Editor's Note: this article appeared in the 2003 Premier Properties Guide, a special issue of LINKS
In keeping with the theme of this issue—Premier Properties—I’ve taken it upon myself to research the history of golf course living, to answer once and for all that burning question, “What in fact was the premier property—the very first golf course community—and who were the fore-sighted souls who made their homes there?”
On the surface, this would seem a relatively simple inquiry. Heck, the histories of golf equipment, instruction, and architecture all are pretty well documented—why not golf real estate? Damned if I know. Just suffice it to say that I did not reach enlightenment without many hours of dogged investigation.
I began with the assumption that it was an American who pioneered the little house on the fairway. But who? Was it impresario Charlie Fraser at Hilton Head? Was it the Duke of Pinehurst, Richard Tufts? Was it Henry Flagler, the turn-of-the-century oil magnate who railroaded tourism to Florida? None of the above—not, at least, in the eye of this reporter.
No my friends, the residential golf community goes back far more than one hundred years, and well beyond the parochial boundaries of our own United States. My research led me ultimately to the very home of golf—Scotland.
“Of course!” I can hear you saying. “Towns like St. Andrews, Carnoustie, and Troon sit hard by the old links of the same names. Those canny Scots started it all.” And you’d be wrong. Remember, there’s a chicken-and-egg thing going on here. Those ancient burghs didn’t sprout up around golf courses, they were in place a half century or so earlier and simply got lucky when the game blew into town.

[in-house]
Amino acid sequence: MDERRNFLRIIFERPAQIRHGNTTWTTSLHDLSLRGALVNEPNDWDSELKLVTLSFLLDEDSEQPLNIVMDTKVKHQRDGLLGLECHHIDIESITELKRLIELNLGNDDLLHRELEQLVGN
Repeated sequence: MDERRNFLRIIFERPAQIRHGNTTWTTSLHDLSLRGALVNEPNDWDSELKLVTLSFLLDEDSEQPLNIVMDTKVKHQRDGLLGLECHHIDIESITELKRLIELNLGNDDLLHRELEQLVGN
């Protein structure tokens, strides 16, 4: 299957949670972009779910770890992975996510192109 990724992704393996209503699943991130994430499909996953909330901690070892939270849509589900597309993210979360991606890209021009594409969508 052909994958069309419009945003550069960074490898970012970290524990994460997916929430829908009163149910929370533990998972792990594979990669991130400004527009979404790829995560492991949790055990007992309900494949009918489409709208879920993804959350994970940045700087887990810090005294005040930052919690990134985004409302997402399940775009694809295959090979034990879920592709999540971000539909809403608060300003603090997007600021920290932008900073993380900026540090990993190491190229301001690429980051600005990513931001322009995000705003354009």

Nevertheless, I can report with full confidence that it was on the ancient and storied links of Scotland that the game’s first real estate geniuses emerged.
Yes, fellow golfers, it is our docile ovine friends who, half a millennium ago in St. Andrews, originated the whole idea of fairway living. Nothing fancy, mind you—their needs included none of the hot tubs, media rooms, and wine cellars we insist on in our greenside palazzos today. But they nonetheless enjoyed a complete array of comforts, including full dining and toilet facilities right at their feet.
Indeed, in marked contrast to their long-held reputation, these were savvy, prescient creatures, always looking for an edge, planning ahead. (Is it any wonder that the word Swedish golfers use for “Fore!” is “Sheep!” Don’t believe me? Ask Jesper or Annika.) Yes, long before the first golf shot was struck on the Old Course, long before the first expletive was spat at a missed three-footer, the wily sheep were there—casing the dunes, sniffing the beachfront, gazing smugly out to sea. Someday, they knew, the golf course would come to them.
Indeed, the golf course would come from them. Where they walked, fairways unfurled, where they slept, bunkers arose, where they ate, greens appeared. Veritable renaissance mammals they were—architects, greenkeepers, and agronomists—simultaneously routing, mowing, and fertilizing their own oeuvre, all the while enjoying the ultimate in golf course living.
And consider all the other wonders they made available to us—cashmere sweaters and tweed jackets, lamb shanks and mutton chops. (I wouldn’t be surprised if they had a hand in haggis, too, or at least a hoof.) Many of the early males gave up their horns as inserts in golf clubs, and we can only speculate on what many of the early females gave up after their shepherds returned from a rough day on the links.
But I digress. The simple point, ladies and gentlemen, is that without sheep there would simply be no golf. You and I would be passing our free time playing mahjong, and our “premier properties” would be alongside shuffleboard courts.
So raise a glass, my friends, and join the Chinese in toasting 2003, The Year of the Sheep!